The open approach is done from the outside through an incision over the palpable hernia. The incision will extend through the skin and subcutaneous fat; this allows the surgeon to get to the level of the defect. The defect is usually patched or plugged with a piece of surgical mesh.  This technique is usually done with a local anesthetic and sedation but may be performed using a spinal or general anesthetic. 

The laparoscopic approach usually requires three small incisions; the largest at the umbilicus for the video camera trocar and two smaller incisions for the operative trocars.  A piece of mesh is placed inside the abdominal wall through one of the trocar sites and is held in place with surgical tacks or small absorbable hooks incorporated in the mesh.  This operation is usually performed with general anesthesia but can occasionally be done using regional or spinal anesthesia.


The open approach to femoral hernia repair is typically done under local anesthesia with sedation.  In patients with heart disease or some other conditions which increase the risks of a general anesthetic; this may represent a significant advantage over the laparoscopic approach.  The open and laparoscopic procedures both typically use mesh for the repair.  There are fewer intra-abdominal complications with the open approach but these types of complications are very rare.  Return to work times are very similar for the two approaches and both are done as an outpatient.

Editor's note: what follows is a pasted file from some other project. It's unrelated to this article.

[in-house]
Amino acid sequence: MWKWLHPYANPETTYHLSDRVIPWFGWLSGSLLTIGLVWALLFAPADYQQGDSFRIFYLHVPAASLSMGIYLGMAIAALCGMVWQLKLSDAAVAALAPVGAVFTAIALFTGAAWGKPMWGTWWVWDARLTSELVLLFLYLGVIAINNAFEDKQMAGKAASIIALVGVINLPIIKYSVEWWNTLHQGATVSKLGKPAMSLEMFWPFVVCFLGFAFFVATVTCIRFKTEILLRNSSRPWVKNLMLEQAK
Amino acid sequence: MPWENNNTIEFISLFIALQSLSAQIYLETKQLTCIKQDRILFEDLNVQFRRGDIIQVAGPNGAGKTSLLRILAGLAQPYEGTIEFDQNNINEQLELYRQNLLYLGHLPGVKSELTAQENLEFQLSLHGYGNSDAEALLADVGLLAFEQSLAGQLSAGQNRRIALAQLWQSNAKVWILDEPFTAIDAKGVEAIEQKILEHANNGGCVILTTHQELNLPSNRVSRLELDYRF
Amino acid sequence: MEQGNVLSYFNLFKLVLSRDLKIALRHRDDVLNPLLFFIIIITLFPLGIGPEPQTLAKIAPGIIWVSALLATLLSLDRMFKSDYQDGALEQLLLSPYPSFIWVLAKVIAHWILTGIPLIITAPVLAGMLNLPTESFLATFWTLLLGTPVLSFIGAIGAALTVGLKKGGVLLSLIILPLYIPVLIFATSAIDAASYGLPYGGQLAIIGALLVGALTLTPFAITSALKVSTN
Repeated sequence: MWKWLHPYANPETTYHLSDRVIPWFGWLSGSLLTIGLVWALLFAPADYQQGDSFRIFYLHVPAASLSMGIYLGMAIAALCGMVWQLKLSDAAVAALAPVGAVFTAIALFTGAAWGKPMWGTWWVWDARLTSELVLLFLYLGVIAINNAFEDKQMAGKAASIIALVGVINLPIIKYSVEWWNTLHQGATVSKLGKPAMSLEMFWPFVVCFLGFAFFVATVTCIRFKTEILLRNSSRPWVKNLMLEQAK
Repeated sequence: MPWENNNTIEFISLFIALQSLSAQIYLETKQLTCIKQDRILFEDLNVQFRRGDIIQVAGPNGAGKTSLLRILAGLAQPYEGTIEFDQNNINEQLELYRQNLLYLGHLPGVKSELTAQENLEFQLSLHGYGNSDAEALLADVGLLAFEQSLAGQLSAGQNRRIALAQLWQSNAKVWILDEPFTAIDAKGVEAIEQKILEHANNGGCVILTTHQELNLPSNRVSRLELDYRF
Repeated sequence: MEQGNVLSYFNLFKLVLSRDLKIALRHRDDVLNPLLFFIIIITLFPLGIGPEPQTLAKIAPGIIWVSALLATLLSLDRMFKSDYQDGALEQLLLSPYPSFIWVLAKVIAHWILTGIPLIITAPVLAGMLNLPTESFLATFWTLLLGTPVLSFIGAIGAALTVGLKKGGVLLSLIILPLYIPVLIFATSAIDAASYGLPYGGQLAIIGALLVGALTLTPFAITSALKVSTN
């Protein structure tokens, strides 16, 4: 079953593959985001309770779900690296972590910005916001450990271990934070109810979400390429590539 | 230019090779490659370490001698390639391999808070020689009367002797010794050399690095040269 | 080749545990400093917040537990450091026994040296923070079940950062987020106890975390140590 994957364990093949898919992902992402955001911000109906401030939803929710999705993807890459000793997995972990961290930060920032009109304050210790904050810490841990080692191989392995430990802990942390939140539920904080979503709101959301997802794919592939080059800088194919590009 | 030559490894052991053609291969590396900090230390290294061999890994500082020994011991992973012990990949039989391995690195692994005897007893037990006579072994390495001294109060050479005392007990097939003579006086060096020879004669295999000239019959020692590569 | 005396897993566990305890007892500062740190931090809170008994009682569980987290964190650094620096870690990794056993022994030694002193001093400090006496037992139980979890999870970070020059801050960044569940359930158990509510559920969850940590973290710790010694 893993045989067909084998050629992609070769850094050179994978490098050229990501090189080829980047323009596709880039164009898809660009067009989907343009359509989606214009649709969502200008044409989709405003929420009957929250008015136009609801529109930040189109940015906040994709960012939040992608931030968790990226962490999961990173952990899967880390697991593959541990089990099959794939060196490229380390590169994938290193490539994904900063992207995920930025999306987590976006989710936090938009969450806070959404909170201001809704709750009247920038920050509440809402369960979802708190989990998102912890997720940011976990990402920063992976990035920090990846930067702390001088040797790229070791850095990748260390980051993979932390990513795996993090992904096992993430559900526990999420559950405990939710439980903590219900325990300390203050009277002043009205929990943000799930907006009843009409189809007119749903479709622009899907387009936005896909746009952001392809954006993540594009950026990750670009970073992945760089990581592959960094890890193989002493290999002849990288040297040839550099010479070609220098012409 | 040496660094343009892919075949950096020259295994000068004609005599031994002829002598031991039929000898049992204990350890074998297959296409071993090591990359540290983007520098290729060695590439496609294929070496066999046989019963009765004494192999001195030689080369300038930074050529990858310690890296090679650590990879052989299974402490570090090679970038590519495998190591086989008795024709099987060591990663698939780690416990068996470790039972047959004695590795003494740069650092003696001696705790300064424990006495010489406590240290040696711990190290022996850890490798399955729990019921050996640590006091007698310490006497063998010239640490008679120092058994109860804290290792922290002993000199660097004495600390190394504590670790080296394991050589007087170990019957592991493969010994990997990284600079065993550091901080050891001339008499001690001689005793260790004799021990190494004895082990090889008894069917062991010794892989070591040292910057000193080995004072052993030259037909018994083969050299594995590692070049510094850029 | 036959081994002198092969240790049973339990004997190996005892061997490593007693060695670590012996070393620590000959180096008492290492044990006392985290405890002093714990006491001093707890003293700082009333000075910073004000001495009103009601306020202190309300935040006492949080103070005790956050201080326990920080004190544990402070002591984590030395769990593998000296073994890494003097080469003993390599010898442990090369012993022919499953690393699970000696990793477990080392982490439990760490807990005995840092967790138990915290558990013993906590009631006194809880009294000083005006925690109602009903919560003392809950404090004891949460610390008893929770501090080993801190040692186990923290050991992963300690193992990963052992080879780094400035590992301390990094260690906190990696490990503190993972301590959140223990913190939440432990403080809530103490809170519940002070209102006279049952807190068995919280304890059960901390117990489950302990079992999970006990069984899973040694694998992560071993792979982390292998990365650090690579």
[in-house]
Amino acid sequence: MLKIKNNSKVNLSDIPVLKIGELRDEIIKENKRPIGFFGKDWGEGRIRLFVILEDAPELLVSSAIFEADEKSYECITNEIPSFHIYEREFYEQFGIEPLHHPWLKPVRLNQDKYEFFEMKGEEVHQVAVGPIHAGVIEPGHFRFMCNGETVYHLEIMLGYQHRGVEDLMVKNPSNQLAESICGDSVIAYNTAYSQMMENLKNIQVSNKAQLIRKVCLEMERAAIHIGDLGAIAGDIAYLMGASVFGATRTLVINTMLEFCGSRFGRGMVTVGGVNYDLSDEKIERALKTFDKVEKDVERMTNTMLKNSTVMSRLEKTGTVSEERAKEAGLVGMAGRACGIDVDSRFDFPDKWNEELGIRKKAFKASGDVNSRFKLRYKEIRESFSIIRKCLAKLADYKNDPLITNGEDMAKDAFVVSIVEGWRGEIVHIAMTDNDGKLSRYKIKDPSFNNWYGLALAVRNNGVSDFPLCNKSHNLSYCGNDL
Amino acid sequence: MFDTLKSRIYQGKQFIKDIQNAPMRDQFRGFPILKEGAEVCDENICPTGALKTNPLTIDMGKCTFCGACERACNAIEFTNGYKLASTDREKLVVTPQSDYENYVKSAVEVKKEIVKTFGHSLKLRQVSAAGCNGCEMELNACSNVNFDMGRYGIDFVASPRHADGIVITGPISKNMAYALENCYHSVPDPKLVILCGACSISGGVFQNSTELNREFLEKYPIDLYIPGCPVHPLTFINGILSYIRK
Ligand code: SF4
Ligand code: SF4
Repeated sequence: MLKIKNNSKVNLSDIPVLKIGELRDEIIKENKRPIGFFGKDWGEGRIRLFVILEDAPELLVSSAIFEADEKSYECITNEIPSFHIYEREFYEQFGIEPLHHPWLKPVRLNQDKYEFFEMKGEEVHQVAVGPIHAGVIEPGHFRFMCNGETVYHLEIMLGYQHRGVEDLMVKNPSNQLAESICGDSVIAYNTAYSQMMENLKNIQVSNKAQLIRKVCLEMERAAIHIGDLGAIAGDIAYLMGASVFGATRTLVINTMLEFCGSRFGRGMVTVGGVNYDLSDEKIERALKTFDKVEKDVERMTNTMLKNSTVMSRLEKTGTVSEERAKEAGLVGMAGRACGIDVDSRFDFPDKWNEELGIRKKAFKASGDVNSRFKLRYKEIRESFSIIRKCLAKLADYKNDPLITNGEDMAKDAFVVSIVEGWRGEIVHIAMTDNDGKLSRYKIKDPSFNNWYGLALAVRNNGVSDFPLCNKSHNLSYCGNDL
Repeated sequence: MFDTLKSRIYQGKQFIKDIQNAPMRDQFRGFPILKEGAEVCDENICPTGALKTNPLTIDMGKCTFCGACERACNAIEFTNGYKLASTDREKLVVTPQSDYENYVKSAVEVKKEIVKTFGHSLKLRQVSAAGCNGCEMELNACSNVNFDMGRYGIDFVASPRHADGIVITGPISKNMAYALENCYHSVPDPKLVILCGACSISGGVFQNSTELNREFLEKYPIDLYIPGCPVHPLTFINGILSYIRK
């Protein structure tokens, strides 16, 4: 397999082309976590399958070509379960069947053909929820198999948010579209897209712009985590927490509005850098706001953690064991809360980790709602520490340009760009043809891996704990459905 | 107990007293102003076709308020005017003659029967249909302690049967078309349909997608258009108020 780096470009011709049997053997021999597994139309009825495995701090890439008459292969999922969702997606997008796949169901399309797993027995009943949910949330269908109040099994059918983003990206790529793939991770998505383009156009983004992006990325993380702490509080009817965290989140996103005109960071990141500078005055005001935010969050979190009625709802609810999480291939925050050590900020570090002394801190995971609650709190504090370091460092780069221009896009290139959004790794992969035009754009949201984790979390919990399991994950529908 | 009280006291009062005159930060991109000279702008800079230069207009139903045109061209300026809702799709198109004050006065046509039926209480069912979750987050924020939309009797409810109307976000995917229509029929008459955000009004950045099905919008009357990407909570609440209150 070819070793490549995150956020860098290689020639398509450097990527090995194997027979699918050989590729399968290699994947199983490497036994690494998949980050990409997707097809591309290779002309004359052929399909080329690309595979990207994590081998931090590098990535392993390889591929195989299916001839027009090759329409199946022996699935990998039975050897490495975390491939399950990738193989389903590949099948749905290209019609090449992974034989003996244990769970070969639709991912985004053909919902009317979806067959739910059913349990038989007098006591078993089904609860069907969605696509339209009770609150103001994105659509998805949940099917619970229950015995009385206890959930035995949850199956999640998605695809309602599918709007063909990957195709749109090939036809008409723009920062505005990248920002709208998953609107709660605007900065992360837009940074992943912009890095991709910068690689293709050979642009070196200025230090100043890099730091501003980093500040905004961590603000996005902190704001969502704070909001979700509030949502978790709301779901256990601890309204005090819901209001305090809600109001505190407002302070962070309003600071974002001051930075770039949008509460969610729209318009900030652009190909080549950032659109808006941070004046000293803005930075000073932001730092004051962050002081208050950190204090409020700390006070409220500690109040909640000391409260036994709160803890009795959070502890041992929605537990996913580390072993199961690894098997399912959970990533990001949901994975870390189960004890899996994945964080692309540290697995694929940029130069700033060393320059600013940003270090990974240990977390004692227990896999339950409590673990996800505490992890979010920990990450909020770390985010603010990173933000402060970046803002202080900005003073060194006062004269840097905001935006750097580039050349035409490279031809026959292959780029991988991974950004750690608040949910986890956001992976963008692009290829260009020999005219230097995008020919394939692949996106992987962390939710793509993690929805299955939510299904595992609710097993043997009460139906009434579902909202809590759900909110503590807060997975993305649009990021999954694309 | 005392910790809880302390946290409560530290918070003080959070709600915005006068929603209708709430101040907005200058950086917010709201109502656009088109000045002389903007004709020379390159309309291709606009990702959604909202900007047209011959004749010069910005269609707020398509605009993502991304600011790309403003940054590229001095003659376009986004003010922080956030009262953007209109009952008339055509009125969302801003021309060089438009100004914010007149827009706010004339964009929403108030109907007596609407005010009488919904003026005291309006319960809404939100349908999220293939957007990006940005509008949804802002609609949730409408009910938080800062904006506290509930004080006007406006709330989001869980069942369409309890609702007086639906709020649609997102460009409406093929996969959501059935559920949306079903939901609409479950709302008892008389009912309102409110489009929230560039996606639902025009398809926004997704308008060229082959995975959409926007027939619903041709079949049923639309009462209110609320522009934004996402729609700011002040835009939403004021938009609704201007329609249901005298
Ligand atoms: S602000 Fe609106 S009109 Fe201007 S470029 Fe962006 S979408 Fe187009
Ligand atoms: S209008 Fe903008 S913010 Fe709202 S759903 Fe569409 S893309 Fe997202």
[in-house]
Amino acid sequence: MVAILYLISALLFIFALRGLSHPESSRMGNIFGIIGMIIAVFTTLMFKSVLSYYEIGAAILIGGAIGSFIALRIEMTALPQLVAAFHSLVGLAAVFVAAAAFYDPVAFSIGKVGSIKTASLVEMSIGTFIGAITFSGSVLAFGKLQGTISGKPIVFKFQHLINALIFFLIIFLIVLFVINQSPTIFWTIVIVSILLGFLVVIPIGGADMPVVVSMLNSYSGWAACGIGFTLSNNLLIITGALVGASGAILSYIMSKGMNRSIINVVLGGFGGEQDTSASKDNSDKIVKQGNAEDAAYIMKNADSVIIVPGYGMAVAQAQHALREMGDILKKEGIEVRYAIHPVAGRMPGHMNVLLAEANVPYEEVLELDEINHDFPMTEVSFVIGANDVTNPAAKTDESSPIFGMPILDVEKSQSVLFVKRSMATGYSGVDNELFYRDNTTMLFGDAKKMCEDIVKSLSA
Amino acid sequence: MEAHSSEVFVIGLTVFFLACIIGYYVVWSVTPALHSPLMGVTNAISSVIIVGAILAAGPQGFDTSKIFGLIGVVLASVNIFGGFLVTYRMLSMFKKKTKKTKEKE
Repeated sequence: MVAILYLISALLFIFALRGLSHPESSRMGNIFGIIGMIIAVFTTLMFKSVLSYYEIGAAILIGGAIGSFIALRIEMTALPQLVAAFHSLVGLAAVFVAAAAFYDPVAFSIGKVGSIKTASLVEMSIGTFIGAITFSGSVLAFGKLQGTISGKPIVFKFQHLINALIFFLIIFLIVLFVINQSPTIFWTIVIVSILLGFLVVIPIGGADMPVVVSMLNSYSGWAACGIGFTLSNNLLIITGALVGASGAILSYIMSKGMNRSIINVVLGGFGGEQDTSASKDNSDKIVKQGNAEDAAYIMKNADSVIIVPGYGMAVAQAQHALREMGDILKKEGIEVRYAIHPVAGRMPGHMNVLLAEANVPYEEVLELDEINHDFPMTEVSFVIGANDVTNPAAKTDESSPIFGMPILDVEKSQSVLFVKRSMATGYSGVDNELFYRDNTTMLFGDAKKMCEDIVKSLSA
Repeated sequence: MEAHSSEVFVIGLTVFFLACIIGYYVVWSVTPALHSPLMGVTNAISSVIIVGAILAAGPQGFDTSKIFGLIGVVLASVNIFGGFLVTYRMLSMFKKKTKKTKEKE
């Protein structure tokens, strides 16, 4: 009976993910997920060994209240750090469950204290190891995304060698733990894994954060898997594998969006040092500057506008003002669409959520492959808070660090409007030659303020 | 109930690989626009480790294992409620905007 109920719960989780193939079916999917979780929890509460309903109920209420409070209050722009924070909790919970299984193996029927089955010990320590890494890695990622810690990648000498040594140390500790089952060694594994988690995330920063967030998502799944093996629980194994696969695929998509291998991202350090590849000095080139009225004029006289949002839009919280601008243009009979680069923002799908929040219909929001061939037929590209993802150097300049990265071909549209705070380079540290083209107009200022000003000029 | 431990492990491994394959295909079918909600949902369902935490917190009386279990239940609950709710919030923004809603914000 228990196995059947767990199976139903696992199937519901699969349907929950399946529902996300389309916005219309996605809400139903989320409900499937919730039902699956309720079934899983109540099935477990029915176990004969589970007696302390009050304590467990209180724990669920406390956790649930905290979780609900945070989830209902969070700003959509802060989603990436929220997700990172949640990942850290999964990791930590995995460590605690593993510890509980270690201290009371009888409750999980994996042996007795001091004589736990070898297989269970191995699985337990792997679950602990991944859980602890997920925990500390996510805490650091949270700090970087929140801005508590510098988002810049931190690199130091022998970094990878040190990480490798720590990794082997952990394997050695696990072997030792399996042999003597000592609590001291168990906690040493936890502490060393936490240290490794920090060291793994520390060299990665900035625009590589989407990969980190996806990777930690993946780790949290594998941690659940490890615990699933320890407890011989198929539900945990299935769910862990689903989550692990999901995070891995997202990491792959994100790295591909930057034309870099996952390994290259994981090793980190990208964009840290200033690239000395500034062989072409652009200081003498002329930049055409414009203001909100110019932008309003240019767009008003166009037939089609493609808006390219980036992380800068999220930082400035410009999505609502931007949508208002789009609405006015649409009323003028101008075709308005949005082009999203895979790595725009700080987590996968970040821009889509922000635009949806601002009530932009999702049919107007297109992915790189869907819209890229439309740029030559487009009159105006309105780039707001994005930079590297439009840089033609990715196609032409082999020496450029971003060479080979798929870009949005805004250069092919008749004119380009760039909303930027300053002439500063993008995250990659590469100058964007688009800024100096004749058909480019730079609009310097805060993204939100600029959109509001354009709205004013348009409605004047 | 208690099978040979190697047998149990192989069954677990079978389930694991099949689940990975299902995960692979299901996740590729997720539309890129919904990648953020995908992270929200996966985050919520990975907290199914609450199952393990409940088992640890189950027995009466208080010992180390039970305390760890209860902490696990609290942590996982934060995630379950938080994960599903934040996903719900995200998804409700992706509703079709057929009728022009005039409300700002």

• Most hernia operations are performed on an outpatient basis, and therefore you will probably go home on the same day that the operation is performed.
  • Preoperative preparation includes blood work, medical evaluation, chest x-ray and an EKG depending on your age and medical condition.
  • After your surgeon reviews with you the potential risks and benefits of the operation, you will need to provide written consent for surgery.
  • It is recommended that you shower the night before or morning of the operation.
  • If you have difficulties moving your bowels, an enema or similar preparation may be used after consulting with your surgeon.
  • After midnight the night before the operation, you should not eat or drink anything except medications that your surgeon has told you are permissible to take with a sip of water the morning of surgery.
  • Drugs such as aspirin, blood thinners, anti-inflammatory medications (arthritis medications) and Vitamin E will need to be stopped temporarily for several days to a week prior to surgery.
  • Diet medication or St. John’s Wort should not be used for the two weeks prior to surgery.